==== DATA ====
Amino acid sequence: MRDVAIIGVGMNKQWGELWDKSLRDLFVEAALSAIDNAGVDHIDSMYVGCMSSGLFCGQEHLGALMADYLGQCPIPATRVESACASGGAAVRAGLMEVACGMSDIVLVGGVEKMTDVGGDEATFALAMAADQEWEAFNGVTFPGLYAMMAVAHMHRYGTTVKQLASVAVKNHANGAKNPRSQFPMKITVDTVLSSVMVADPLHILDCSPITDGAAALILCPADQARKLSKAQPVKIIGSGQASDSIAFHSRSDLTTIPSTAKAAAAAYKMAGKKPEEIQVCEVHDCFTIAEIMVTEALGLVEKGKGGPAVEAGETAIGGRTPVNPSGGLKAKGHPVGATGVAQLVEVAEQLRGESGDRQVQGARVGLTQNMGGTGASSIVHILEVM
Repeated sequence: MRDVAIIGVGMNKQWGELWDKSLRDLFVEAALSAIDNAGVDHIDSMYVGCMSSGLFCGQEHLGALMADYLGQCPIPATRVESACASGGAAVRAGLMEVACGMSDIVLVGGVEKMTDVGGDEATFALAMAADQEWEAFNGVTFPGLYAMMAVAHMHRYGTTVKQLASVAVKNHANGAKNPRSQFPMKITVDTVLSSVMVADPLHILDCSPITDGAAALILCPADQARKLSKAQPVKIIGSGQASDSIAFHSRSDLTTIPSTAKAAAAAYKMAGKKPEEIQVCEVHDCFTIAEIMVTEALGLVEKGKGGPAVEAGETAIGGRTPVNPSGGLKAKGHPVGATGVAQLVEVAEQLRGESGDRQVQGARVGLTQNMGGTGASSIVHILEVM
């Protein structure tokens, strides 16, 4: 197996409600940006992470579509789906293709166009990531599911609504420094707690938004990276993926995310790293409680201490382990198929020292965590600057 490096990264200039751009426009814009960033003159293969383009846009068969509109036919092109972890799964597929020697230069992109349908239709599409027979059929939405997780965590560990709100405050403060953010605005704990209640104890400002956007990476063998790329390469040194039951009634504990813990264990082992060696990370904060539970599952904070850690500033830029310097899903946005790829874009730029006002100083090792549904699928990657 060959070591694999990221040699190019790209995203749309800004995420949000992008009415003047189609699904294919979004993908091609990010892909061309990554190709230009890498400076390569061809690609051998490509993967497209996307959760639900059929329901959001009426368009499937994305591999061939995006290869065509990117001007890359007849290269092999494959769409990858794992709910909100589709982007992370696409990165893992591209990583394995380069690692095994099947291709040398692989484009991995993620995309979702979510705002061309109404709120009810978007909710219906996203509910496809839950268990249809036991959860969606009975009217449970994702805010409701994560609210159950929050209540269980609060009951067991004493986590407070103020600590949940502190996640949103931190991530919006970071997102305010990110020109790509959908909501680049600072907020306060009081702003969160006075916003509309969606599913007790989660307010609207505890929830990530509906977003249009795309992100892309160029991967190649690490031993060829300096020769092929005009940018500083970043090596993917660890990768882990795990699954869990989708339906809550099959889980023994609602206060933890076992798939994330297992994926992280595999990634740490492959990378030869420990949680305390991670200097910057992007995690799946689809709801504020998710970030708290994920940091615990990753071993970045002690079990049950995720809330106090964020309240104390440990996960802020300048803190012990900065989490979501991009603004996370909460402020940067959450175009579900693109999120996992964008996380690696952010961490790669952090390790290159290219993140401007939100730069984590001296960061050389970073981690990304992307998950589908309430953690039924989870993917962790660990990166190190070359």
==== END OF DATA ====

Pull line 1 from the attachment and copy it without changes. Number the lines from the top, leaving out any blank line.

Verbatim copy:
Amino acid sequence: MRDVAIIGVGMNKQWGELWDKSLRDLFVEAALSAIDNAGVDHIDSMYVGCMSSGLFCGQEHLGALMADYLGQCPIPATRVESACASGGAAVRAGLMEVACGMSDIVLVGGVEKMTDVGGDEATFALAMAADQEWEAFNGVTFPGLYAMMAVAHMHRYGTTVKQLASVAVKNHANGAKNPRSQFPMKITVDTVLSSVMVADPLHILDCSPITDGAAALILCPADQARKLSKAQPVKIIGSGQASDSIAFHSRSDLTTIPSTAKAAAAAYKMAGKKPEEIQVCEVHDCFTIAEIMVTEALGLVEKGKGGPAVEAGETAIGGRTPVNPSGGLKAKGHPVGATGVAQLVEVAEQLRGESGDRQVQGARVGLTQNMGGTGASSIVHILEVM